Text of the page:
We revisit Patten Towers a year after a fire displaced residents there for an entire month.
Residents were forced to live in an emergency shelter while workers brought the century-old building up to code.
David Elliot invited us inside of his Patten Towers apartment Monday.
In the last year, Elliot says property owners are more open with residents and he appreciates the increased social services offered for those who live there.
He's also very satisfied knowing that the fire calls at Patten Towers have decreased by nearly 40% in the last year. Elliott has an idea why the calls were so high to begin with.
"A lot of people who pull that alarm here are off their medication, and they want attention to get to the hospital because no one is coming and visiting them. A lot of that was going on for that reason," said Elliott.
"It's much better, we haven't had fire department down here in a couple of weeks," said Patten Towers resident Cee Williams.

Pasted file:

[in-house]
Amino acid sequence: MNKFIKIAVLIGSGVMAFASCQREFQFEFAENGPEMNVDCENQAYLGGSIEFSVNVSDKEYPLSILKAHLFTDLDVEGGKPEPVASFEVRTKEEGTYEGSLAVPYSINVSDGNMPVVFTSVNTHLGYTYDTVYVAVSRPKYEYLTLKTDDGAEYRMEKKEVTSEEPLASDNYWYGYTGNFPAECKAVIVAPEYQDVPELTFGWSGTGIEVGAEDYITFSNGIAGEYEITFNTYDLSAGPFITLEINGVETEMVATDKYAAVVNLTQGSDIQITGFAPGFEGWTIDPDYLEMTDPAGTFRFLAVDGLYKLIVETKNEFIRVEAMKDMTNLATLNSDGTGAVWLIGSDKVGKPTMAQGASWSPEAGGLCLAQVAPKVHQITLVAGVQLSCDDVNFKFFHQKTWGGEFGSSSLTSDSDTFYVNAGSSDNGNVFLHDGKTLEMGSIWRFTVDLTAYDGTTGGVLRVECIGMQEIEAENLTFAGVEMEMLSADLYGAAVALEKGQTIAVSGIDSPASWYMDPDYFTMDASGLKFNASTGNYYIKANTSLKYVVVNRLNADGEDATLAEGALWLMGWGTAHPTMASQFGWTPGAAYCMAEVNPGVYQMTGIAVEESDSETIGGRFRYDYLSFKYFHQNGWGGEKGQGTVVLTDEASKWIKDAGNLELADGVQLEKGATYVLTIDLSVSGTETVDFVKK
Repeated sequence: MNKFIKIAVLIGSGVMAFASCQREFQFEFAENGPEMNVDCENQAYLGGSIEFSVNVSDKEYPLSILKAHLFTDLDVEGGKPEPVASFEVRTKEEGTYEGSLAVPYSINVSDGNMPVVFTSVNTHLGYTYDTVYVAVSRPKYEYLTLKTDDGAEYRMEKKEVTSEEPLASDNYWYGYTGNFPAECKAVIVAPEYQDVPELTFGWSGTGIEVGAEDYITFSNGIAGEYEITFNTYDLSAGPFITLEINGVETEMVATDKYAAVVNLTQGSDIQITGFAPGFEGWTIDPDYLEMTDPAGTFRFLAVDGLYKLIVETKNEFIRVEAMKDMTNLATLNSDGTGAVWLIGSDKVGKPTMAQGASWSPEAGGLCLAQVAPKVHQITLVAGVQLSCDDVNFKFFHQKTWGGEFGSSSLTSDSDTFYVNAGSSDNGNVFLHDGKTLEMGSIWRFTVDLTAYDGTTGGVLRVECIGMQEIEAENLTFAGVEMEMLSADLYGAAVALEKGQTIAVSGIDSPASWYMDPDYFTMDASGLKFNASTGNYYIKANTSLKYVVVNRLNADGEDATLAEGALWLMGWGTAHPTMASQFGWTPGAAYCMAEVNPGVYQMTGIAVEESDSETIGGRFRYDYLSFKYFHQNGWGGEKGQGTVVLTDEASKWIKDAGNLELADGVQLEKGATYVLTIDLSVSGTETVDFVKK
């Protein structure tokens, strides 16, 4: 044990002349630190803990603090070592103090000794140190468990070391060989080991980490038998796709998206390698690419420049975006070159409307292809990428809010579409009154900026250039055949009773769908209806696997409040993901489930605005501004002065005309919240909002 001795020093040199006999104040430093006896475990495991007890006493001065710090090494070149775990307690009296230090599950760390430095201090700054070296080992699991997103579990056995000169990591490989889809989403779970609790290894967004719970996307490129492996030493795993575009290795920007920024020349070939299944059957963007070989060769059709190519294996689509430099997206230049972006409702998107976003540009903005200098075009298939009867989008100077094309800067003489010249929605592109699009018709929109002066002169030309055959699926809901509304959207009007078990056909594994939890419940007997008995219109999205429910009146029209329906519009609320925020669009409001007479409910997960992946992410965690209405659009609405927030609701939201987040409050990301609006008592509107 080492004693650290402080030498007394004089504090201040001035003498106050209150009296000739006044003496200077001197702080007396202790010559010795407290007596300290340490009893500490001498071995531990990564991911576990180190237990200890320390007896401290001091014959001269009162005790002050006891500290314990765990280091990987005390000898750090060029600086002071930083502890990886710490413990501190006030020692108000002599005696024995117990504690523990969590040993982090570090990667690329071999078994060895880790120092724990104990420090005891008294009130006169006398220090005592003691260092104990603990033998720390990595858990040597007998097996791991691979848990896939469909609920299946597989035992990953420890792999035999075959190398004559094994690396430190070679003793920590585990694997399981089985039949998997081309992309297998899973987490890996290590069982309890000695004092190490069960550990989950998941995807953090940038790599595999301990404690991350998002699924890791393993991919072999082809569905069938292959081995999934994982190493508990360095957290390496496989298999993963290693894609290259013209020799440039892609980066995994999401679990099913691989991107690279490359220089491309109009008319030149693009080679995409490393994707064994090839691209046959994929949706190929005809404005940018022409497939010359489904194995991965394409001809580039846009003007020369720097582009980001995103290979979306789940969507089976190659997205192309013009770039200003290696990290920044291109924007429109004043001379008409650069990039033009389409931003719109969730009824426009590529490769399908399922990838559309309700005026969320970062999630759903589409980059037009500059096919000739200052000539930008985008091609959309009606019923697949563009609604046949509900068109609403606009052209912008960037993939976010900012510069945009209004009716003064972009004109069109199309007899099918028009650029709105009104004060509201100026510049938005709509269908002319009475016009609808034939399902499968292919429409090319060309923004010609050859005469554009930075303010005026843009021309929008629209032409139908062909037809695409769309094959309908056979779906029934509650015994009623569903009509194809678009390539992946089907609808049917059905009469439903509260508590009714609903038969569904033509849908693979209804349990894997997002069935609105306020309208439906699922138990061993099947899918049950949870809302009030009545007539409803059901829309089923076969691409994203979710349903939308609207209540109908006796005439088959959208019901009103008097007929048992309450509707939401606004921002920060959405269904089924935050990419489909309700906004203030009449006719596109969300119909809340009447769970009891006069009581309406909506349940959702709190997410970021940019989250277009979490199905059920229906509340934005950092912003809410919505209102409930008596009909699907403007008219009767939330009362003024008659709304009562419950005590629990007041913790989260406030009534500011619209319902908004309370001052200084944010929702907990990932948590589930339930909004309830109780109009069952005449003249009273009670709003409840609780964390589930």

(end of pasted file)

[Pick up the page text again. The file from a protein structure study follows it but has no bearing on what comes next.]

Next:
The Chattanooga Fire Department says they've hosted a number of fire safety classes at Patten Towers. That, along with replacing faulty smoke detectors they say, have cut down on fire calls.
Last year, Mayor Andy Berke was very vocal about the need to improve the conditions at the building. Monday, we sat down with Mayor Andy Berke, who says the city has been holding property managers accountable.
"That's because of us working with them to make upgrades to the building so number one we get less emergencies and number 2 when those emergencies happen, we don't send the fire trucks out unless we need to," says Mayor Berke.
While the fire calls are down, some residents are dealing with another problem -- bed bugs.
"It's in the hems of the couches, the hems of the beds, and around the mattresses and most of the stuff that's in the stores doesn't kill them," said Elliott.
Our calls Monday today to the Patten Towers property owners have not been returned. Mayor Berke says he's still working with the property owners to make sure the building is safe for residents.
By Jerry Askin